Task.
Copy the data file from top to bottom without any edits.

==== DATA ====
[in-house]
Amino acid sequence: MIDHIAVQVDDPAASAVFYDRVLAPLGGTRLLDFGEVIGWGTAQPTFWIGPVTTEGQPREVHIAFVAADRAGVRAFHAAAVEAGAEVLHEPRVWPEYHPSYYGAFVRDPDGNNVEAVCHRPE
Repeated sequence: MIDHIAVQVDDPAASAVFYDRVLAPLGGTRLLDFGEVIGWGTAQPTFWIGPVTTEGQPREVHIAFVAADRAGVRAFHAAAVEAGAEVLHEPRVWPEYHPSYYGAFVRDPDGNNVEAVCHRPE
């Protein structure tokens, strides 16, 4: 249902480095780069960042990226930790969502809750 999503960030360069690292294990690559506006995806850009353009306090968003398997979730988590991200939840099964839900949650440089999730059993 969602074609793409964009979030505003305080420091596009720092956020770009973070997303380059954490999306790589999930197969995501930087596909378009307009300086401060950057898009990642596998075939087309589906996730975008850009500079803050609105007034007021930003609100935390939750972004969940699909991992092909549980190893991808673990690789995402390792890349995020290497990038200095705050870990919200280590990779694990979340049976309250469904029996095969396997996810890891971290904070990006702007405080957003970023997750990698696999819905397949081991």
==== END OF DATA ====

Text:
[in-house]
Amino acid sequence: MIDHIAVQVDDPAASAVFYDRVLAPLGGTRLLDFGEVIGWGTAQPTFWIGPVTTEGQPREVHIAFVAADRAGVRAFHAAAVEAGAEVLHEPRVWPEYHPSYYGAFVRDPDGNNVEAVCHRPE
Repeated sequence: MIDHIAVQVDDPAASAVFYDRVLAPLGGTRLLDFGEVIGWGTAQPTFWIGPVTTEGQPREVHIAFVAADRAGVRAFHAAAVEAGAEVLHEPRVWPEYHPSYYGAFVRDPDGNNVEAVCHRPE
């Protein structure tokens, strides 16, 4: 249902480095780069960042990226930790969502809750 999503960030360069690292294990690559506006995806850009353009306090968003398997979730988590991200939840099964839900949650440089999730059993 969602074609793409964009979030505003305080420091596009720092956020770009973070997303380059954490999306790589999930197969995501930087596909378009307009300086401060950057898009990642596998075939087309589906996730975008850009500079803050609105007034007021930003609100935390939750972004969940699909991992092909549980190893991808673990690789995402390792890349995020290497990038200095705050870990919200280590990779694990979340049976309250469904029996095969396997996810890891971290904070990006702007405080957003970023997750990698696999819905397949081991």